The price of playing Sonja Morgan

Looking northeast from 24th and Fifth Avenue towards the New York Life Building. 2:20 PM. Photo: JH.
Friday, April 8, 2011. Yesterday was both sunny and overcast in New York; and chilly.

The price of an ounce of gold hit a record $1472 and the price of an ounce of silver went over $40. The gold price is a record and the silver price is the highest its been since the early 1980s when the Hunt Brothers of Texas cornered the market and it hit $50. That was about the same time gold hit a record price (for the time) before its great decline.
Town house window ledges starting to show signs of life.
Analysts attempting to put a “perspective” on it recall thirty years ago when Ronald Reagan had just become President and a decade of super-wealth commenced after a decade (the 70s) of Recession.

However, the significance of all this is yet to be determined. Some believe that the PMs are a security. The majority of the gold that has been mined since it became a precious metal thousands of years ago, remains extant. Such cannot be said of any paper currency. Ever. Others believe it is simply a bubble. In a society of bubbles.

The pic in the Post.
Yesterday’s New York Post had a go at Sonja Morgan, one of the “wives” on the New York Housewives reality show. They ran a picture of her her dressed as Marie Antoinette (the TV version, of course) and holding a piece of cake in her hand – referring to that famous remark falsely attributed to her “Let ‘em eat cake.”

Sonja’s getting a lot of attention these days as the newest “housewife” to join the cast. She was divorced from her husband John Morgan a few years ago, presumably getting (although I could be very wrong) a healthy settlement – including a townhouse on the Upper East Side. Since then Sonja got herself involved in the movie business as an aspiring producer, and that experience landed her in a ditch (as you can read in the Post piece) called bankruptcy with  close to $20 million in liabilities.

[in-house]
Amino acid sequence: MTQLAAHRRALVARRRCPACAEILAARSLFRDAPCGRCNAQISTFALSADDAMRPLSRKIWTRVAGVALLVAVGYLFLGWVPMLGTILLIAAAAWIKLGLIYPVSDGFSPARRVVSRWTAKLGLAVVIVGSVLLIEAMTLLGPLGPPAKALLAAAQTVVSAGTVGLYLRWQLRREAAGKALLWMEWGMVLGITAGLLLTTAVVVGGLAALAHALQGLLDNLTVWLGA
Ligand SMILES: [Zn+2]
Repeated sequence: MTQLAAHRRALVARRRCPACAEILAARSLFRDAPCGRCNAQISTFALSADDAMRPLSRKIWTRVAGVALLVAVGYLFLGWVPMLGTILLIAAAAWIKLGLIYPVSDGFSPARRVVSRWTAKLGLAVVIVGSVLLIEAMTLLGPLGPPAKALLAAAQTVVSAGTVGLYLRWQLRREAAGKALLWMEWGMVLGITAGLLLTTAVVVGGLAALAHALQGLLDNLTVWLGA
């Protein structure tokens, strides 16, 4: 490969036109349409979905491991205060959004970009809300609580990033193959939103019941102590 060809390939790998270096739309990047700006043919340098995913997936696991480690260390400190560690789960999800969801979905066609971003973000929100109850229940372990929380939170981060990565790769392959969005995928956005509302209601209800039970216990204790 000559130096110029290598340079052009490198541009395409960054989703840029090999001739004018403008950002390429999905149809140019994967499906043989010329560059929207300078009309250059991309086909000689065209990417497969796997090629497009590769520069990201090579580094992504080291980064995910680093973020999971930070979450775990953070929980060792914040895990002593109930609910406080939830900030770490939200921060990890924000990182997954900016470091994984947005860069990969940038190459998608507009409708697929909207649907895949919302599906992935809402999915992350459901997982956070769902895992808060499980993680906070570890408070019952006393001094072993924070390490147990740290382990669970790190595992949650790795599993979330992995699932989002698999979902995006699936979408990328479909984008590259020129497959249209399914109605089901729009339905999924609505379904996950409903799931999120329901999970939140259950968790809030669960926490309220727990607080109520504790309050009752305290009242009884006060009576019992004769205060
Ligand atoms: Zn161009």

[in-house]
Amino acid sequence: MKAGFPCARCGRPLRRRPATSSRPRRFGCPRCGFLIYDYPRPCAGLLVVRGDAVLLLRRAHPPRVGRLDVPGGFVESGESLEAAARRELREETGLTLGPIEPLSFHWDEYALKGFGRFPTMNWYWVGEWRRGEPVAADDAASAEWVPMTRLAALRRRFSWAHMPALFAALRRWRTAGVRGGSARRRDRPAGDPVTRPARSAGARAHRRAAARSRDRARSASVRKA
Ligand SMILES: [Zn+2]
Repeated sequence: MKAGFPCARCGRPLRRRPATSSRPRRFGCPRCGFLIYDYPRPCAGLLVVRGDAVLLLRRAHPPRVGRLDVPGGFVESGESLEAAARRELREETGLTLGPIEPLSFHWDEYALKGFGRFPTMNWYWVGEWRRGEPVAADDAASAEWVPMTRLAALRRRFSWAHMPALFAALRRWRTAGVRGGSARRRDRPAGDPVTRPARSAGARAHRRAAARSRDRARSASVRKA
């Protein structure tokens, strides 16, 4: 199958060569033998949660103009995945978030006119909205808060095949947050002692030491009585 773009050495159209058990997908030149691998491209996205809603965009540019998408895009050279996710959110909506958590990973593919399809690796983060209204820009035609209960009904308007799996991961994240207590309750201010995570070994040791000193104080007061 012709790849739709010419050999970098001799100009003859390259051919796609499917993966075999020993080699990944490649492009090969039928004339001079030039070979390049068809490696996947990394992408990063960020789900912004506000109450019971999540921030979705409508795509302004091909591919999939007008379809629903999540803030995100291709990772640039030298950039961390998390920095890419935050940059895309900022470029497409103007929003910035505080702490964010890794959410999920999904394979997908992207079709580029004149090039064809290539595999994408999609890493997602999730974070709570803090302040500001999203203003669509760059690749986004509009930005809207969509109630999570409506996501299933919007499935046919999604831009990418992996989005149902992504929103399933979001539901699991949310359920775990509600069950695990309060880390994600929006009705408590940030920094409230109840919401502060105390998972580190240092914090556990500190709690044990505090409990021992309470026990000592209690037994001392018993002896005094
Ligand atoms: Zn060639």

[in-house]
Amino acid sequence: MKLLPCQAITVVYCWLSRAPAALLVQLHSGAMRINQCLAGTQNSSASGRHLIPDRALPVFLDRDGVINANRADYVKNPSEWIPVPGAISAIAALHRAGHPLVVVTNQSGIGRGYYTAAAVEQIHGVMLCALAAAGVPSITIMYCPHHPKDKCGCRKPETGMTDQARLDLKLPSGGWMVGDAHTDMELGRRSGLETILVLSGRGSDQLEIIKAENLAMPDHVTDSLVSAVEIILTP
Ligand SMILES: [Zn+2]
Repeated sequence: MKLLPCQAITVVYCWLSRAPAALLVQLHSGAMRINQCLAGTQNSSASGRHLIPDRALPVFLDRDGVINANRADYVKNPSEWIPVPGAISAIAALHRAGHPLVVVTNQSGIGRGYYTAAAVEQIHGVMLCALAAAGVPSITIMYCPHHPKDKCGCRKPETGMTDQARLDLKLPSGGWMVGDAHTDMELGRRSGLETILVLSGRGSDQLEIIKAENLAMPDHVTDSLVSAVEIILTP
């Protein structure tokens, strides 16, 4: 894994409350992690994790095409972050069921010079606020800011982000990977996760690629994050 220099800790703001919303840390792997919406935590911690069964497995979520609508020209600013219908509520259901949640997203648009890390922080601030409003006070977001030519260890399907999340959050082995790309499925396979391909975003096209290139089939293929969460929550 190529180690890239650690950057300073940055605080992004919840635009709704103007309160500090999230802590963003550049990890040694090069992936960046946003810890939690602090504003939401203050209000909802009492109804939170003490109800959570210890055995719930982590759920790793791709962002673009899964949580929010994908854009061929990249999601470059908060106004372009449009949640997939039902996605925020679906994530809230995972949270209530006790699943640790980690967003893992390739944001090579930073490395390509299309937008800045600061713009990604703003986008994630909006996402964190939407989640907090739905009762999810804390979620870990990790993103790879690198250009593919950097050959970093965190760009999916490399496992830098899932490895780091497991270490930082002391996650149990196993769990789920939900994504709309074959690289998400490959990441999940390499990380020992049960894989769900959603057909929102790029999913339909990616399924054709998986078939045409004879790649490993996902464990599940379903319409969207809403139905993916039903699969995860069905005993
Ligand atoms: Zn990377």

I’ve known Sonja for about fifteen or sixteen years. I met her when she was a luncheon hostess at San Pietro, the great Italian restaurant on 54th Street between Madison and Fifth. I was taken there to lunch by a woman friend of mine wanted me to see the place because of it tycoon clientele, and to meet Sonja. My friend was single at the time at at least semi-interested in meeting one of them; maybe. My friend also had befriended Sonja and found her fascinating because she knew all the tycoons – Perelman, Trump, Taubman, etc.

Not long after, I wrote a profile on Sonja for Quest. It was one of the first pieces I wrote for the magazine. She was a girl from Albany, Sonja Tremont. She’d come to the city to make a career for herself. She regarded her job at San Pietro as a kind of “marketing” position. She’d get to know the tycoons on a personal basis, leading some people to think she had a financial basis for getting to know these tycoons. She dated some of them too.

When she told me, for that initial article about her job and her business interests, I was impressed that she was quite sincere about it. Sonja is verbal. Very. If you spend enough time with her you will learn exactly what she’s thinking and what’s going on with her because she SAYS it. I happen to like that characteristic and quality and therefore I happen to like Sonja. She’s nothing if not likeable.

Sonja, John and child photographed for Quest magazine's 400 List.
Her ex-husband John Morgan probably has a few other things to say about her that are less than praising. I don’t know him although I’ve met him a number of times and had conversations with him. He’s a much older man than his now ex-wife, by more than 30 years. And although he doesn’t look like a kid, out of matrimony he’s an intelligent man with a sturdy constitution that belies his age. He’s also apparently not lost that teenage libido entirely. This isn’t unusual as many of us know. To successfully satisfy that would-be teenage libido is frequently impossible for many men, after a certain age. No matter what or who they have in mind. Apparently, Mr. Morgan was not one of those men.

Several years ago we ran a picture of the Morgans and their tiny daughter for a piece I did in Quest  on Descendants of old New York society families. It was a nice photograph. It remained on the NYSD archive until Mr. Morgan asked me if I’d take it down. I agreed to, of course, since they were newly divorced and he was disassociating as people do.